Garment workers are facing a humanitarian crisis – but don’t only blame COVID-19
23/6/20 - Alysha Khambay, Labour Rights Researcher, BHRRC
The fashion industry has long been built on an exploitative business model that puts profits before human lives, writes BHRRC's Alysha Khambay for Open Democracy
This piece first appeared in Open Democracy on 23 June 2020
As the COVID-19 pandemic hit and retail stores started shutting down, many global fashion brands responded by cancelling billions worth of orders. This passed the financial burden of the disruption onto the most vulnerable people at the bottom of supply chains in order to protect company profits.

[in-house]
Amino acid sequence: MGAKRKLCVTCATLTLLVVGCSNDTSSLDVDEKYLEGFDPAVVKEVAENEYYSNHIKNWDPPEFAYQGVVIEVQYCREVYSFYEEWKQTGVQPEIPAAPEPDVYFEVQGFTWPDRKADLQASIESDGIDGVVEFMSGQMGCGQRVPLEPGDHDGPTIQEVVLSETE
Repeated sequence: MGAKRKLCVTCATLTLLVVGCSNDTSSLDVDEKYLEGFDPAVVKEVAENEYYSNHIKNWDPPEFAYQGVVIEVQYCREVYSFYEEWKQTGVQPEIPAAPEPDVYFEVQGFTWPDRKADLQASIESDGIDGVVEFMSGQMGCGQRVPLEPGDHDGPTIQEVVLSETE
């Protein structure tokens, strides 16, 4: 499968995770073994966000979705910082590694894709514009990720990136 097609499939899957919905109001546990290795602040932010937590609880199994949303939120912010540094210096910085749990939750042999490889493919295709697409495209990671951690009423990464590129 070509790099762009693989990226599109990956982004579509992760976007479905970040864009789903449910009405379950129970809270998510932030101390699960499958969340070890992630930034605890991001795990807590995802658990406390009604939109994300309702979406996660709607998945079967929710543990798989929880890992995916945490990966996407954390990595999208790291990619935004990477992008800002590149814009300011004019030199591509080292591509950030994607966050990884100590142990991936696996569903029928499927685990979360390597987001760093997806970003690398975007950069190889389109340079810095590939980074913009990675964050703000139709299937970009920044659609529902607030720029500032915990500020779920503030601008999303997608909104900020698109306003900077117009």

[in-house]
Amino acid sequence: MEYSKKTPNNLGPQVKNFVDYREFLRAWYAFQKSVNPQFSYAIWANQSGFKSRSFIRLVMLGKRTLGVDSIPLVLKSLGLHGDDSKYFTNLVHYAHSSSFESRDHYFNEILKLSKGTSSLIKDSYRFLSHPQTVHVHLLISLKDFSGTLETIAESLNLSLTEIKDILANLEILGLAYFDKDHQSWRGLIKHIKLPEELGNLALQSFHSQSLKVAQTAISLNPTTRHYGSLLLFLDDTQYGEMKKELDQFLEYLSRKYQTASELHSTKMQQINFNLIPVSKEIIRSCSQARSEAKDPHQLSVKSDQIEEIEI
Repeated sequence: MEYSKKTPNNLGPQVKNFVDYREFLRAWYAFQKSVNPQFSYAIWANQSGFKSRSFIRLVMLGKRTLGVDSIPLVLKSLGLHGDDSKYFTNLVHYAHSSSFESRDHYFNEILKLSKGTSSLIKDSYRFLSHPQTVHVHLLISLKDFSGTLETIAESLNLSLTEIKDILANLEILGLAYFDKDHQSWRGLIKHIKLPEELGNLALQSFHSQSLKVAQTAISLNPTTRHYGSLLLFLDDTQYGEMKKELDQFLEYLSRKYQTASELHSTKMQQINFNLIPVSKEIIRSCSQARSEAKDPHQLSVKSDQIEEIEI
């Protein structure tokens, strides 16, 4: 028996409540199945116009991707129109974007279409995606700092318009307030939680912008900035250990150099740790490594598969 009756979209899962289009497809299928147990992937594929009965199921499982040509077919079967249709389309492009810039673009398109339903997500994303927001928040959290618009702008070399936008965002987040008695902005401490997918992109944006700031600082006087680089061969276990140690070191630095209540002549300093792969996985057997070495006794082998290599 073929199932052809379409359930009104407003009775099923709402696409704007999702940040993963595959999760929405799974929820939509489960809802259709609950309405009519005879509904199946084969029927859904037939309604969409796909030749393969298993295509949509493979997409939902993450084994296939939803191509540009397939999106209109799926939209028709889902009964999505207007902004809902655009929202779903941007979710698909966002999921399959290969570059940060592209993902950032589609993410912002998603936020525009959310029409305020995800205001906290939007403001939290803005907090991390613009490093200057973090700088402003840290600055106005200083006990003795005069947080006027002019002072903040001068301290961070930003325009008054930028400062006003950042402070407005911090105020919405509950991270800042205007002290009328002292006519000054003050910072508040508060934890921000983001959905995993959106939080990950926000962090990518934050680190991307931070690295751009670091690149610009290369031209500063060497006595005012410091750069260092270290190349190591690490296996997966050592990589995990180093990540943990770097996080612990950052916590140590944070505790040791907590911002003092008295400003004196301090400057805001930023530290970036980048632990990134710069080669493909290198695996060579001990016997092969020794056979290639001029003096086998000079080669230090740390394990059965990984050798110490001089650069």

And while some brands have committed to paying what they owe for goods already produced or in-production, others are wielding their power over suppliers and have refused to pay.
The impact of these decisions on the estimated 40-60 million workers employed by the global garment industry has been unprecedented, with millions of mostly women and migrant workers in the Global South left facing destitution without wages, laid off without severance, or working with reduced pay.
How did the fashion industry end up in this position, and what were the pre-existing conditions that left garment workers in danger?